Intraoperative Endoscopic View of the Right Nasopharynx

A, Endoscopic view of the right nasopharynx and an enlarged, cystic-appearing torus tubarius (TT). B, Suction is placed in the eustachian tube orifice. C, Draining purulence after biopsy was obtained. ETO indicates eustachian tube orifice; FoR, fossa of Rosenmüeller; NP, nasopharynx.

The patient was subsequently taken to the operating room, where endoscopic biopsies revealed cystic lesions filled with purulence (Figure 2). Suspecting bilateral mucopyocele, the lesions were marsupialized using microdebrider. Results from cultures, pathologic examination, and flow cytometry studies were sent for evaluation. The pathology report revealed benign respiratory mucosa with reactive lymphoid hyperplasia and mild chronic inflammation. Cultures grew Staphylococcus lugdunensis, consistent with a diagnosis of mucopyocele. On discharge, the patient was prescribed nasal saline irrigation and a 10-day course of sulfamethoxazole and trimethoprim. At the 6-week follow-up, he reported resolution of his headache symptoms, and the operative site was noted to be healing well.

Discussion

Nasopharyngeal cysts are a relatively common incidental finding on MRI. In a recent review of 3000 randomized MRI scans, 14% of patients showed evidence of nasopharyngeal cysts.5 However, the clinical significance and criteria for intervention for incidental nasopharyngeal lesions are not well established.

We present a rare case of bilateral nasopharyngeal mucopyoceles discovered on MRI in a patient with chronic headache. The patient endorsed resolution of symptoms following incision, drainage, and marsupialization of the lesions and antibiotic treatment.

We suspect it is possible that even subtle infectious pathologic abnormalities can trigger a similar inflammatory pathway as described herein for rhinogenic pain and manifest as chronic refractory headache.6 Therefore, in instances of headache refractory to medical treatment, patients should undergo a complete head and neck examination including endoscopy and imaging studies, which may indicate an occult process. Incidental sinonasal abnormalities, like mucopyocele, may be clinically significant and warrant further evaluation and treatment.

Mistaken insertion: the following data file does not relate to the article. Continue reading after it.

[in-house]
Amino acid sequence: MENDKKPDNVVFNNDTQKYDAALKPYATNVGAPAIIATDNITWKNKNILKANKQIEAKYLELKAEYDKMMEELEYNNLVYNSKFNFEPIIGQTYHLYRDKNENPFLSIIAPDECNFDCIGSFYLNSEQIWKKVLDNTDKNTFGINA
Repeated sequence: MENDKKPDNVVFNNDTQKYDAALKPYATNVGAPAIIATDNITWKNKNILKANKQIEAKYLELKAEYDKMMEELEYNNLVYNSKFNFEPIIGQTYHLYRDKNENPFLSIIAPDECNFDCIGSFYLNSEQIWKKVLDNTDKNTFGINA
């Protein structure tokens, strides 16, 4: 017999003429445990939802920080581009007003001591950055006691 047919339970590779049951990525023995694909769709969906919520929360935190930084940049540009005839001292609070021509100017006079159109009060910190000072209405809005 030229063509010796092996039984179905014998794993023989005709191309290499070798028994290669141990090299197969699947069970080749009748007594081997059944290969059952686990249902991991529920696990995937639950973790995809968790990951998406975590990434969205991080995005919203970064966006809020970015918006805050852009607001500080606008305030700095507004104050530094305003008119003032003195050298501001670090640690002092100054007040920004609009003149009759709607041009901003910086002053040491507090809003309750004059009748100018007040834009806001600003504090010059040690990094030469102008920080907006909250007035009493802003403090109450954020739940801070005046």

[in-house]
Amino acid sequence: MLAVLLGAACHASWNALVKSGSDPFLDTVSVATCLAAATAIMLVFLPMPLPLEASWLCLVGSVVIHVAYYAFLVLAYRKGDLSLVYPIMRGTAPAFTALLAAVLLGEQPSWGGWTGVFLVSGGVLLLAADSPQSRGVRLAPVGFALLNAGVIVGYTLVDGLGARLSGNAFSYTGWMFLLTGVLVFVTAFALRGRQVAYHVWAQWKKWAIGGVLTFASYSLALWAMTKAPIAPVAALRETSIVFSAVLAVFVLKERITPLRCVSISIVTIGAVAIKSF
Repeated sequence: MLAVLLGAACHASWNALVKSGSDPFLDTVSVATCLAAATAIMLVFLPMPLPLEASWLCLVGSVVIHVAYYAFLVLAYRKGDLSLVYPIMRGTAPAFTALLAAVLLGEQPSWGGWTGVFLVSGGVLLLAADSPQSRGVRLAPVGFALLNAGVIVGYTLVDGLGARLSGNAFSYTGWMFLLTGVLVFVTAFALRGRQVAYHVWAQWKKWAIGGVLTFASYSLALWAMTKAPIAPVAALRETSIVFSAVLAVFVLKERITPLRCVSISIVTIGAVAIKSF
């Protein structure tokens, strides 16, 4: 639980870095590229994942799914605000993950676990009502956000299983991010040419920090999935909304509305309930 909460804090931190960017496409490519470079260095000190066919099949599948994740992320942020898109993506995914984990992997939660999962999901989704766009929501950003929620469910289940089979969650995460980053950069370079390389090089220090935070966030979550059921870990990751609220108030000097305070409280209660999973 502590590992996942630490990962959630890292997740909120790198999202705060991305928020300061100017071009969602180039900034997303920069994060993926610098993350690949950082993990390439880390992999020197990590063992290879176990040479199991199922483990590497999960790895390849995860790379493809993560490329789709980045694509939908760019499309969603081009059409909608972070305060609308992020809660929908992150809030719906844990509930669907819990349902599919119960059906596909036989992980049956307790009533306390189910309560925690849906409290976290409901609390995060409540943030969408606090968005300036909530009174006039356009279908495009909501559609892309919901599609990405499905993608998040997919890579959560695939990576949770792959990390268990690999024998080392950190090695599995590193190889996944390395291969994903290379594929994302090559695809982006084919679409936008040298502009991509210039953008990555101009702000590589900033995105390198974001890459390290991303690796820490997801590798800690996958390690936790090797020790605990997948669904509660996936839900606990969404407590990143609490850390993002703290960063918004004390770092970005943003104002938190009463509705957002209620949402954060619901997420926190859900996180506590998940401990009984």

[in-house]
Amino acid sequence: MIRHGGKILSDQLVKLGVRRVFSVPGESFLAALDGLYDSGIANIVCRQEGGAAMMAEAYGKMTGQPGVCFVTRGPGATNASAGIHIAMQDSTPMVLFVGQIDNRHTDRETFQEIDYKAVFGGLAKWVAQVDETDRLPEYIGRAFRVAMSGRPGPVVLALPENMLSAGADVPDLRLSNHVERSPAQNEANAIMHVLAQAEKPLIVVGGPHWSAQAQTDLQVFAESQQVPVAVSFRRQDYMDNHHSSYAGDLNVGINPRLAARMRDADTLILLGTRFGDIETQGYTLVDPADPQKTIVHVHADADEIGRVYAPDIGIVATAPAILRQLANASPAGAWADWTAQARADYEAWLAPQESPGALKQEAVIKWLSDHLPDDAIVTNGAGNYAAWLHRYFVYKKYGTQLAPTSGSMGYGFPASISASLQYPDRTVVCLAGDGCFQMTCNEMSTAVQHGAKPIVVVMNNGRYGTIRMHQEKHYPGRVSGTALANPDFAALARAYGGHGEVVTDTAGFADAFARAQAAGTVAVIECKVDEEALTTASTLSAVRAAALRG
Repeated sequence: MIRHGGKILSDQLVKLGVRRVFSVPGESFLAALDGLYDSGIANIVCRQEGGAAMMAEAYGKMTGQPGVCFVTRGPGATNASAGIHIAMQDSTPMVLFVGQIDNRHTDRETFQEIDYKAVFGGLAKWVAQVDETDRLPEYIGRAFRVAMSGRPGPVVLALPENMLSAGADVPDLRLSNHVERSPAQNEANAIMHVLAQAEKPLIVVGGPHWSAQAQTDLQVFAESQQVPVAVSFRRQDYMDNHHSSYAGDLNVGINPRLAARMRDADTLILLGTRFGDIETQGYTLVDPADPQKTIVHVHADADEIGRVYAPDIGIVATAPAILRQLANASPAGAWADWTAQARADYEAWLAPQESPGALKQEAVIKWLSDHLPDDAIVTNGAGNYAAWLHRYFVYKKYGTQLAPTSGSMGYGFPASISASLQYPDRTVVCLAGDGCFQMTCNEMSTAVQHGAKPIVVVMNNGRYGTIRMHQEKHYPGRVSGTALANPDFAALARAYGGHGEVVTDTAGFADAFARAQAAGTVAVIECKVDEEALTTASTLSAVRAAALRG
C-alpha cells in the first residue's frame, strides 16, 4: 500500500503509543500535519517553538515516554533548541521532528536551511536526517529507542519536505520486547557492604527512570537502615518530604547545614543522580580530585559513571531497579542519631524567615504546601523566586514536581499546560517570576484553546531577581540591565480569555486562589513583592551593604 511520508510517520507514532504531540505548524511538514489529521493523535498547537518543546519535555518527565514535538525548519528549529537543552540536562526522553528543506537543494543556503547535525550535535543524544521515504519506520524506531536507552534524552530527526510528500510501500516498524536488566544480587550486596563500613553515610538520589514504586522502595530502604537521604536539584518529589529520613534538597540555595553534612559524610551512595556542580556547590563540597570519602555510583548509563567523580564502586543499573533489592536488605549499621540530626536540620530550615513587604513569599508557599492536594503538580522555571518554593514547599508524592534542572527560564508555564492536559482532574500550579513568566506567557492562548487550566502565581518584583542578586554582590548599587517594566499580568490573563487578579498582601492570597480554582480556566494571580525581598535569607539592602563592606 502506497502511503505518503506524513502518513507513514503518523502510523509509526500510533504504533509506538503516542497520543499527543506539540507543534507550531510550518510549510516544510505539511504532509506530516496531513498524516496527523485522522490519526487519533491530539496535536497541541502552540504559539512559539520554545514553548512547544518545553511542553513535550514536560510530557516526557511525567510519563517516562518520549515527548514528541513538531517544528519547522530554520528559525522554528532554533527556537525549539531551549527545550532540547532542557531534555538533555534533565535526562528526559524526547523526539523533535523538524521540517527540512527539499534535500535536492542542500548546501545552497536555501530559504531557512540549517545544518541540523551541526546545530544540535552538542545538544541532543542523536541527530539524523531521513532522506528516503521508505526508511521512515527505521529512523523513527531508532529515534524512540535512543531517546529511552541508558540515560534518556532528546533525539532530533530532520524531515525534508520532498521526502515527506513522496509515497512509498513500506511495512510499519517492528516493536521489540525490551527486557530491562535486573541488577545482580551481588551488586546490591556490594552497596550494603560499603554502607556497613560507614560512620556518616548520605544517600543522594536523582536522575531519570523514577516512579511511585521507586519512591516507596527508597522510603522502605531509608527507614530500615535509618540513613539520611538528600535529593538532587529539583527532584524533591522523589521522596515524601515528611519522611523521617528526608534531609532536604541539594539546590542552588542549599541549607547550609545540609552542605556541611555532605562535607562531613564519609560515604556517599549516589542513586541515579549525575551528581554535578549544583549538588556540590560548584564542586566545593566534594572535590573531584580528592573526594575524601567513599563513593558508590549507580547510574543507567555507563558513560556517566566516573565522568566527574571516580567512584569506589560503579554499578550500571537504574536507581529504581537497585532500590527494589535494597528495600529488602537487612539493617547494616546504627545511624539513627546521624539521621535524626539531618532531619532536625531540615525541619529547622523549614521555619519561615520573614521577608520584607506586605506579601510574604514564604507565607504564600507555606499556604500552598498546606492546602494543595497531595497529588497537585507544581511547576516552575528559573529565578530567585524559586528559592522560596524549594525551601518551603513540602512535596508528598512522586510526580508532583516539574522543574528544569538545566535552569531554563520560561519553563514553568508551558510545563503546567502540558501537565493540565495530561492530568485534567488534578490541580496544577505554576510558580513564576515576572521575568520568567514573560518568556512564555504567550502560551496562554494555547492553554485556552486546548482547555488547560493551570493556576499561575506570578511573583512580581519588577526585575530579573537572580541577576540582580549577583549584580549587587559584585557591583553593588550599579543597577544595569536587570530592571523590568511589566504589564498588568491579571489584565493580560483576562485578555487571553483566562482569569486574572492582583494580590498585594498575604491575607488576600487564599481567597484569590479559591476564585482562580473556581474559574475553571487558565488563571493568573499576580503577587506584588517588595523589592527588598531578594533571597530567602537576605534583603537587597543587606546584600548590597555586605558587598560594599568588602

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Article Information

Corresponding Author: Aria Jafari, MD, University of California, San Diego, Division of Otolaryngology–Head and Neck Surgery, Department of Surgery, 200 W Arbor Dr, No. 8895, San Diego, CA 92103 (arjafari@ucsd.edu).

Published Online: November 12, 2015. doi:10.1001/jamaoto.2015.2568.

Conflict of Interest Disclosures: None reported.

Funding/Support: The project described herein was partially supported by the National Institutes of Health (NIH), grant 1TL1TR001443.

Role of the Funder/Sponsor: The NIH had no role in the design and conduct of the study; collection, management, analysis, and interpretation of the data; preparation, review, or approval of the manuscript; and decision to submit the manuscript for publication.

Disclaimer: The content is solely the responsibility of the authors and does not necessarily represent the official views of the NIH.

Previous Presentation: This study was a poster presentation to the American Rhinologic Society at the annual American Academy of Otolaryngology–Head and Neck Surgery Foundation Meeting; September 25, 2015; Dallas, Texas (Abstract 1266).

References